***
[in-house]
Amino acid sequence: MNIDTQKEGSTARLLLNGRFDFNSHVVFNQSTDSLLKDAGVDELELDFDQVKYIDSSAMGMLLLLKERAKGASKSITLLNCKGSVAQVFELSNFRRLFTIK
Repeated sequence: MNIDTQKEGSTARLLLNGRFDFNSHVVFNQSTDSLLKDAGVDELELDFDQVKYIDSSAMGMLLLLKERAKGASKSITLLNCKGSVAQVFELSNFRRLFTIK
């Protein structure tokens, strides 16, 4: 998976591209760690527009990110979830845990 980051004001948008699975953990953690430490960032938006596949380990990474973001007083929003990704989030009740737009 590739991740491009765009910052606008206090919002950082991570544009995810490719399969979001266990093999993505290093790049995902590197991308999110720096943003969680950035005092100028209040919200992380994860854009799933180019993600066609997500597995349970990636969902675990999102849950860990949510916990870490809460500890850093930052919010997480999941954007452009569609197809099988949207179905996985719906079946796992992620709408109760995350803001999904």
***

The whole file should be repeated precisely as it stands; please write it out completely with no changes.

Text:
[in-house]
Amino acid sequence: MNIDTQKEGSTARLLLNGRFDFNSHVVFNQSTDSLLKDAGVDELELDFDQVKYIDSSAMGMLLLLKERAKGASKSITLLNCKGSVAQVFELSNFRRLFTIK
Repeated sequence: MNIDTQKEGSTARLLLNGRFDFNSHVVFNQSTDSLLKDAGVDELELDFDQVKYIDSSAMGMLLLLKERAKGASKSITLLNCKGSVAQVFELSNFRRLFTIK
């Protein structure tokens, strides 16, 4: 998976591209760690527009990110979830845990 980051004001948008699975953990953690430490960032938006596949380990990474973001007083929003990704989030009740737009 590739991740491009765009910052606008206090919002950082991570544009995810490719399969979001266990093999993505290093790049995902590197991308999110720096943003969680950035005092100028209040919200992380994860854009799933180019993600066609997500597995349970990636969902675990999102849950860990949510916990870490809460500890850093930052919010997480999941954007452009569609197809099988949207179905996985719906079946796992992620709408109760995350803001999904």